School of Psychology - Leading psychological science, scholarship and practice


Michael Corballis

cp-michael-corballis

PhD (McGill), honorary LLD
FAPA, FAPS, FRSNZ, FAAAS

Contact details
Phone: +64 9 923 8561
Email: m.corballis@auckland.ac.nz
Room: HSB 537

Research interests


My primary research interests are in cognitive neuroscience, including visual perception, visual imagery, attention and memory. My more specialised interests are in cerebral asymmetry of function and in how people recognise rotated shapes. I investigate these topics through the techniques of basic human experimental psychology, through brain imaging Electroencephalography (EEG) and Functional magnetic resonance imaging (fMRI), and through the study of individuals who have undergone section of the forebrain commissures.

My secondary interest is the evolution of language, and in particular the theory that language evolved from manual gestures.
 

Expertise


General experimental psychology

Research projects


  1. Processing of rotated shapes
    One of the problems of shape recognition is how people recognise shapes that have been rotated away from the upright. Our research suggests that people extract descriptions of shapes that are independent of their orientations, for example, when rotated shapes are presented in rapid sequence, people can usually name the shapes, but cannot tell their orientations. They appear also to be impervious to left-right sense of the shapes (eg, whether a letter such as R is normal or backward). Once identified, the orientation of the shape may then be determined, and only through a later process of mental rotation is its left-right sense established. We are investigating and refining our understanding of these processes both through experimental techniques and through the use of EEG and fMRI to determine which areas in the brain are involved.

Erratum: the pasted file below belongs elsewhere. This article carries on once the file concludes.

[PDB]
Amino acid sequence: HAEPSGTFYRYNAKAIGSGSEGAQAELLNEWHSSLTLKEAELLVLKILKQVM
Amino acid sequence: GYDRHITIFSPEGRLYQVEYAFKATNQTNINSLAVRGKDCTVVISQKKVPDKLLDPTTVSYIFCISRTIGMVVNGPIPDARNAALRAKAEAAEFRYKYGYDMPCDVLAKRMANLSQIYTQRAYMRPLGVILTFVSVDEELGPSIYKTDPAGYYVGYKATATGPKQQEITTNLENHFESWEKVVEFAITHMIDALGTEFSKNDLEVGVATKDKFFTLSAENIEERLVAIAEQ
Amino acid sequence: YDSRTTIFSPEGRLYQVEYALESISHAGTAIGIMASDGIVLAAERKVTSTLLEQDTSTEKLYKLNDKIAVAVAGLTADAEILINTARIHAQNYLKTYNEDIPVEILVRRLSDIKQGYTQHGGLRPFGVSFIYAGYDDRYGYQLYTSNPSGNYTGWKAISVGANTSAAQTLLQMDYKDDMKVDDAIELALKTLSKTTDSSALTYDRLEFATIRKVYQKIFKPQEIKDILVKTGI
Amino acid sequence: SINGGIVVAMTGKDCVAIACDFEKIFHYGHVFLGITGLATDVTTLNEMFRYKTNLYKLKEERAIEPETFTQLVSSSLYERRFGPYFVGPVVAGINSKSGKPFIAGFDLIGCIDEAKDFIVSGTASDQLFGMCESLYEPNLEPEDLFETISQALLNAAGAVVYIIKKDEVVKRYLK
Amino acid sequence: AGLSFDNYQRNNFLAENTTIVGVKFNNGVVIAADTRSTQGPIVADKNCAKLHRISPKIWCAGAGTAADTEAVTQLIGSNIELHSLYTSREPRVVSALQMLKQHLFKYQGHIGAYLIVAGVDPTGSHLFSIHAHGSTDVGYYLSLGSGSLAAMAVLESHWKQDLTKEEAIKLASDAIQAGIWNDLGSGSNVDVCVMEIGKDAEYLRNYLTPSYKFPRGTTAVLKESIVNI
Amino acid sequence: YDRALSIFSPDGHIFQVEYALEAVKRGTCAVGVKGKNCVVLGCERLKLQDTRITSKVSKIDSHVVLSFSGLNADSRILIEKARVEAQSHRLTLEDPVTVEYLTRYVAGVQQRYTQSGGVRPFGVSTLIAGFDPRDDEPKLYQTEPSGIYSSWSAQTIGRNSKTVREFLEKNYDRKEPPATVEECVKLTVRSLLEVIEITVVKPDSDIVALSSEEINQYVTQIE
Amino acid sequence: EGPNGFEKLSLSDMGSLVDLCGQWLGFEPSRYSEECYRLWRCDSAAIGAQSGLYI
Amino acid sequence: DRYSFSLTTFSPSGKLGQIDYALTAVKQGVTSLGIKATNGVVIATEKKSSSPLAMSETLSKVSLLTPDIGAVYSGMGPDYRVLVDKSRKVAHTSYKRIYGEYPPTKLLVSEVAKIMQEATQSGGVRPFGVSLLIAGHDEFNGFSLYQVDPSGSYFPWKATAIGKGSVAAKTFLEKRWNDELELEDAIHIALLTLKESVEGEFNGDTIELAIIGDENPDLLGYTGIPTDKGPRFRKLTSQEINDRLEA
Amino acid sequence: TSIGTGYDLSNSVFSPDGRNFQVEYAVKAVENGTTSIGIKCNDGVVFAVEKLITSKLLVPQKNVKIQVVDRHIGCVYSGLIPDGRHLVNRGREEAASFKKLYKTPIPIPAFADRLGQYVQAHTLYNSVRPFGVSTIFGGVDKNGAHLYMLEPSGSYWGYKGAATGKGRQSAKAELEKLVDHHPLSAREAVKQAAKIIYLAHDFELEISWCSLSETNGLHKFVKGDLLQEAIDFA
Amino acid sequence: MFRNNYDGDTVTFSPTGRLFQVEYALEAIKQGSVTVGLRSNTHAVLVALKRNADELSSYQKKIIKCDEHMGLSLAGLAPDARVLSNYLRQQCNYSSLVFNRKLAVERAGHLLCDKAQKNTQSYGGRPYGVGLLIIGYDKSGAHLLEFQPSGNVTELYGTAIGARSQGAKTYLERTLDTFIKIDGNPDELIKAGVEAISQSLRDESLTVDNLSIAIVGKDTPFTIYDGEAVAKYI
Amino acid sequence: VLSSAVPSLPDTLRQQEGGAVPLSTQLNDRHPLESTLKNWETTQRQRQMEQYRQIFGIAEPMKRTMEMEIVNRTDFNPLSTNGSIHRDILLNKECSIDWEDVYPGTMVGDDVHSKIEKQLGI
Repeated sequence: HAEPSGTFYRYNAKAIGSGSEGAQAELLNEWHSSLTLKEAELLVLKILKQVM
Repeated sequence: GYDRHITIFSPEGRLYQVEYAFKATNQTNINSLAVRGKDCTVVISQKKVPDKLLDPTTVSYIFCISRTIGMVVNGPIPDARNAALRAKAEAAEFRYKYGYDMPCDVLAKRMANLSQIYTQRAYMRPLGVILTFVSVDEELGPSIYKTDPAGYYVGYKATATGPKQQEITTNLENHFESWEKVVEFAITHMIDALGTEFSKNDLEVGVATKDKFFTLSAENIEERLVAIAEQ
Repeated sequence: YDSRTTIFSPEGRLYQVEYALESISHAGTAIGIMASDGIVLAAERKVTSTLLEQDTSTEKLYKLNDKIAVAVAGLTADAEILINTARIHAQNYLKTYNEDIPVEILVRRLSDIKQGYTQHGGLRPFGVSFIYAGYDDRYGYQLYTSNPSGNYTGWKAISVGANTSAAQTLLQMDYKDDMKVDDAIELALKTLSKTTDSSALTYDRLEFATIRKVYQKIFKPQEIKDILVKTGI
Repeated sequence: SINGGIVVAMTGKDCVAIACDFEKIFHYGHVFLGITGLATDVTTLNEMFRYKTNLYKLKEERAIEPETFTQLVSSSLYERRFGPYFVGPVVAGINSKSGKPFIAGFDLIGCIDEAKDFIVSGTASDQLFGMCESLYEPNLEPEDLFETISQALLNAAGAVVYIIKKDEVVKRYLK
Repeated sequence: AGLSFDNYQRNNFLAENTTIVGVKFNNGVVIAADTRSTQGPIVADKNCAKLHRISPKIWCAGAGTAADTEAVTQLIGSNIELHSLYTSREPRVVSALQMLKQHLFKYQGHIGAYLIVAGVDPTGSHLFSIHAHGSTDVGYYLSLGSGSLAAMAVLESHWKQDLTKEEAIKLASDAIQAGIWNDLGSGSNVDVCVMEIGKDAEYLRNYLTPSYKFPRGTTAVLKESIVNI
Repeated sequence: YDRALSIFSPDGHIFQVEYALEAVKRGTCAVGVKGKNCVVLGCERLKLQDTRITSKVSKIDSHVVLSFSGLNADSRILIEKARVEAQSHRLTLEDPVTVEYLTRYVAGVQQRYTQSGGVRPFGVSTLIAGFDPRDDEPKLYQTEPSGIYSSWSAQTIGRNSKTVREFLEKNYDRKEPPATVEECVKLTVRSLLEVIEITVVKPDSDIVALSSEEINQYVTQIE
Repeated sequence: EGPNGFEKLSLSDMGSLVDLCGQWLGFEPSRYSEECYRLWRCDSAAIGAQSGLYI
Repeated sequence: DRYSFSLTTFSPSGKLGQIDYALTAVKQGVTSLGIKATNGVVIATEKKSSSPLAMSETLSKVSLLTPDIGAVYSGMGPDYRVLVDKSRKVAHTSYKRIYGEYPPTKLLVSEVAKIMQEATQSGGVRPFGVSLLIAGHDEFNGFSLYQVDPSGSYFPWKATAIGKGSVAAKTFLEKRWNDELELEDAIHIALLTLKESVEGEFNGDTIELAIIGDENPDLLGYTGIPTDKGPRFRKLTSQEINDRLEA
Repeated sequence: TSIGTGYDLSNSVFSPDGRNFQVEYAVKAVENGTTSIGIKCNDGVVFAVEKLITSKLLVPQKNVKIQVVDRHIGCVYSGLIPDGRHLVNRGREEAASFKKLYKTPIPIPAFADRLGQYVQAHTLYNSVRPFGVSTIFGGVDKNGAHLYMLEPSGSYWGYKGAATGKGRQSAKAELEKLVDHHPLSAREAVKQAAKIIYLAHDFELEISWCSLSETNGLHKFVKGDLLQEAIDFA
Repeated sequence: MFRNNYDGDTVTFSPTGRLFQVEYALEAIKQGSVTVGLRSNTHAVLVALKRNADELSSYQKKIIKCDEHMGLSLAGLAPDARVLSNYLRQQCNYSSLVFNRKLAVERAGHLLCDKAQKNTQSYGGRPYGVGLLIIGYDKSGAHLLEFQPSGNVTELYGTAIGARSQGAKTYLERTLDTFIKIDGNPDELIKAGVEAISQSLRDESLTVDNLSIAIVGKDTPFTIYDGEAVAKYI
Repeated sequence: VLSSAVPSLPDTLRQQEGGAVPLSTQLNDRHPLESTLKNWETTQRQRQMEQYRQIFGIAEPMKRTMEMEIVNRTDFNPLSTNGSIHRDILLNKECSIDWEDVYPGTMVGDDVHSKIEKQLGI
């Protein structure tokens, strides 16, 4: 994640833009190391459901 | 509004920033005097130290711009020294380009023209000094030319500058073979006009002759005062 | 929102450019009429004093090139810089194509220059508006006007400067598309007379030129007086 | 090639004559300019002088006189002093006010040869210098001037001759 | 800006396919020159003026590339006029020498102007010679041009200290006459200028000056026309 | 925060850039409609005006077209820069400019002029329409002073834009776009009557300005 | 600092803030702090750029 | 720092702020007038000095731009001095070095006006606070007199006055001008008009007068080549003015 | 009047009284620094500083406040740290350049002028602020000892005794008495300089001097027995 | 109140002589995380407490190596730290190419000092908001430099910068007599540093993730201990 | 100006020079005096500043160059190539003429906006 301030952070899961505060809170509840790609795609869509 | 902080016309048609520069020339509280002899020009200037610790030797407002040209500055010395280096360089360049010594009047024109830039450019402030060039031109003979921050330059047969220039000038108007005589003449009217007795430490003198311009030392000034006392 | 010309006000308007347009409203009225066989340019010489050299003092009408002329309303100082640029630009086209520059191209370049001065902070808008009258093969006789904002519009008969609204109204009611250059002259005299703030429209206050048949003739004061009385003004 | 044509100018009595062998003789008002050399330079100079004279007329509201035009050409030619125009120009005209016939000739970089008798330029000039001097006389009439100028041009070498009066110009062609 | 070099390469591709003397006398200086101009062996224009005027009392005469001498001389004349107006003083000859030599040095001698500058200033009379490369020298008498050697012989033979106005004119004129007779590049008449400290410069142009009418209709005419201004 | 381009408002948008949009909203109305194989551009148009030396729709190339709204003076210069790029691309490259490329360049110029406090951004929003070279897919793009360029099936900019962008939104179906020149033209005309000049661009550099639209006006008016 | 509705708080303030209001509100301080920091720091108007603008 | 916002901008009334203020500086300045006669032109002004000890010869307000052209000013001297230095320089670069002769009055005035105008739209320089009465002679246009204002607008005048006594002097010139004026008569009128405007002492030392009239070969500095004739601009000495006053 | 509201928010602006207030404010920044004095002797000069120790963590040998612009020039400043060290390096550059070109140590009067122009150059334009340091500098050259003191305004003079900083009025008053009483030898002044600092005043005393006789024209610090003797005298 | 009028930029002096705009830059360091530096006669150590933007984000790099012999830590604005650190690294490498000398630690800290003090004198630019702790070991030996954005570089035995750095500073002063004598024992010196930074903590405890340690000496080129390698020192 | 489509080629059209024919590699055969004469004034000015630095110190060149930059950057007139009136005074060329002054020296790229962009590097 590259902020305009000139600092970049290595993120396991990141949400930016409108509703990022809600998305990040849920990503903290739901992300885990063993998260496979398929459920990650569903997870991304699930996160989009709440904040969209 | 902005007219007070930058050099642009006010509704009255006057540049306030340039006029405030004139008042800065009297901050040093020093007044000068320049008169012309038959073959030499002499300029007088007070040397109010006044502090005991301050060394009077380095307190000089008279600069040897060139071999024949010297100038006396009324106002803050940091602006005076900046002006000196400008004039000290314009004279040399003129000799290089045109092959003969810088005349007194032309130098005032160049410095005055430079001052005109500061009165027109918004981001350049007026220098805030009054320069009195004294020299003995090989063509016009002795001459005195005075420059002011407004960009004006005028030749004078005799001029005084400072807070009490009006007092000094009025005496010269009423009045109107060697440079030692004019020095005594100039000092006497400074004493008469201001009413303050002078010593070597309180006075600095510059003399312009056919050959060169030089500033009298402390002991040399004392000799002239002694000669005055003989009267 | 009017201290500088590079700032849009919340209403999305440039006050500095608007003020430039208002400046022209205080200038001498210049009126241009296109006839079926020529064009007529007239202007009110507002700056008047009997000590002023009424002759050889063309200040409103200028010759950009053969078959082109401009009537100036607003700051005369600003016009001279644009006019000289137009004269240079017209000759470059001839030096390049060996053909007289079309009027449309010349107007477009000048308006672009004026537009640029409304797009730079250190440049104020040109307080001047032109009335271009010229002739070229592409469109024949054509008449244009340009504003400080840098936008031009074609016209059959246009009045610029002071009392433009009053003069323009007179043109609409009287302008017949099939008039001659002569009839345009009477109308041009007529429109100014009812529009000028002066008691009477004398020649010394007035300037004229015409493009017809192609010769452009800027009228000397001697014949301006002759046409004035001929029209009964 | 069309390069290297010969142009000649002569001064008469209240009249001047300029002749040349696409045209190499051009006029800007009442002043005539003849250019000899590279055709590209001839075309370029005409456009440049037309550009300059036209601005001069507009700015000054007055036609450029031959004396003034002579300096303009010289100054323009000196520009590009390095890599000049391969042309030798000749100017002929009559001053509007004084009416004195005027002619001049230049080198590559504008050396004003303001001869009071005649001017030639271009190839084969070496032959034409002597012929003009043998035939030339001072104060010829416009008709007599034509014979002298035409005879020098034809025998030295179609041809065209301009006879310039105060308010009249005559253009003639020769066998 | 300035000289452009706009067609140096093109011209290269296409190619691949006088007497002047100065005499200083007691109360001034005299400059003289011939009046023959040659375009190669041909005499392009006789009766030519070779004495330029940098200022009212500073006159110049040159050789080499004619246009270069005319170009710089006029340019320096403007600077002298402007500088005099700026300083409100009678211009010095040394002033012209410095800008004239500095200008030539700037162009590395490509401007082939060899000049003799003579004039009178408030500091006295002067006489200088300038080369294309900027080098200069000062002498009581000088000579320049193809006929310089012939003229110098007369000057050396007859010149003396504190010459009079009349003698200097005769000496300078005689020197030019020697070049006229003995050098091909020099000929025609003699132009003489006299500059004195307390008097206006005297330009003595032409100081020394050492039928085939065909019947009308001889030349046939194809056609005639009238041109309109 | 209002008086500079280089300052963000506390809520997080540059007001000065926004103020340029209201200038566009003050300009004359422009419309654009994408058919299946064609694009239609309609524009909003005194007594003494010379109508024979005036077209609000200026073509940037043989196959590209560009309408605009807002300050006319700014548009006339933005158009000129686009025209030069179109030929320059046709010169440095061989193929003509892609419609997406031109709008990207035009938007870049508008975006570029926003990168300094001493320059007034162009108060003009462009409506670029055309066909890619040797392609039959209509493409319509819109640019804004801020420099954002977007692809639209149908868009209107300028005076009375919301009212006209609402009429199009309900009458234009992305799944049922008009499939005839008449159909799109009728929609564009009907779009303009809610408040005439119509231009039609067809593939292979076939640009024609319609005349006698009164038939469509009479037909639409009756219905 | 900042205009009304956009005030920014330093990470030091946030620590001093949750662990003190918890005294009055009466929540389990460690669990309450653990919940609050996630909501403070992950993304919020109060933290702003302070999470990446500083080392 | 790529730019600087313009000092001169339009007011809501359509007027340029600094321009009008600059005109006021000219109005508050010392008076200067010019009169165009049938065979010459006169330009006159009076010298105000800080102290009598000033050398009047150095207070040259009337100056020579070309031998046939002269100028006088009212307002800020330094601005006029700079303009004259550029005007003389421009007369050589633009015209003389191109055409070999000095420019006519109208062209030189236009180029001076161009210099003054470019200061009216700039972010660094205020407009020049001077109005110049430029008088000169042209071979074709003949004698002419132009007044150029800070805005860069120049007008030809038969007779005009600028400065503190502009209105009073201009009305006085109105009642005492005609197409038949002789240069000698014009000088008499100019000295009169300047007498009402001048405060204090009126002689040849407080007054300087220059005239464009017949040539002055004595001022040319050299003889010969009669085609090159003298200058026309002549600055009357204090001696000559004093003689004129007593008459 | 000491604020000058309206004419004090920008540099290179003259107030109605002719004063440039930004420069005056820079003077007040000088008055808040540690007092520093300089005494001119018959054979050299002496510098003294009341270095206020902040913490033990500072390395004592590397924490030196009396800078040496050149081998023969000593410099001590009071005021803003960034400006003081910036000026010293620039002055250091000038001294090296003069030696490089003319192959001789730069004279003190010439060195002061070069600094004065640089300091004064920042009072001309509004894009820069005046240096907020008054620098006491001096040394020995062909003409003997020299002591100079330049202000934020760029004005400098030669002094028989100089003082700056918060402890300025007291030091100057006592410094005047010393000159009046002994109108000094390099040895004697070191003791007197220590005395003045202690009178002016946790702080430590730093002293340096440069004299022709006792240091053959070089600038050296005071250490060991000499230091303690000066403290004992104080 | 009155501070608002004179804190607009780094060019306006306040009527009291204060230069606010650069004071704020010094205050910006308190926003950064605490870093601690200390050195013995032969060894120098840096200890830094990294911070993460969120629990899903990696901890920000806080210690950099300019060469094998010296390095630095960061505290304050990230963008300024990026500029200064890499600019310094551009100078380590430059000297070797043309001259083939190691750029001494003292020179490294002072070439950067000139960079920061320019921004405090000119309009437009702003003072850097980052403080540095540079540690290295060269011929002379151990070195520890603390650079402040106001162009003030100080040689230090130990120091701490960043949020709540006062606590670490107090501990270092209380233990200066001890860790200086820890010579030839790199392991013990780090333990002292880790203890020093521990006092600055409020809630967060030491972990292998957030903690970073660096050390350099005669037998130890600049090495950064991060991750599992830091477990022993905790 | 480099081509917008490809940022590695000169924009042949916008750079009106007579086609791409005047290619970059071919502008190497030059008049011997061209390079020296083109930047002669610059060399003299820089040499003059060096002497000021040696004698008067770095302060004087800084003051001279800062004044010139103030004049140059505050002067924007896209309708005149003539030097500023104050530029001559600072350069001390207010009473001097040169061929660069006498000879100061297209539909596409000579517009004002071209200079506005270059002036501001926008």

2. Interhemispheric integration in the split brain
    Individuals who have undergone section of the corpus callosum (usually for the relief of intractable epilepsy) generally show functional disconnection between the two sides of visual space. There are, however, some exceptions. Our research has shown some low-level visual interactions between the disconnected hemispheres and we are further exploring their nature through the study of several split-brained patients in Italy. This provides insight into the role of subcortical structures in vision.
  3. Evolution of language
    Arising from my interest in the connection between handedness and cerebral asymmetry for language, I have developed an old idea that language evolved from manual gestures rather than from animal calls. This idea is supported by studies of the role of manual gesture in normal speech, by investigations of signed languages developed by deaf communities, by attempts to reach language to nonhuman primates and by evidence that the homologues of the speech areas in nonhuman primates has to go with manual action rather than with vocalisation. My current endeavour is to provide a plausible account of how the transition might have occurred, based on the premise that speech itself is a gestural system rather than an acoustic one.
  4. Cerebral asymmetry in twins
    This project uses magnetic resonance imaging (MRI) to examine functional and structural asymmetries in twins. A particular focus of interest is on identical twins of opposite handedness (so-called “mirror twins”), who comprise some 22% of the population of identical twins. The question is whether they also show mirroring of various indices of cerebral asymmetry. This project is supported by a Marsden grant, and is also providing general information about the interrelations between handedness and both structural and functional asymmetries.

Selected publications


More publications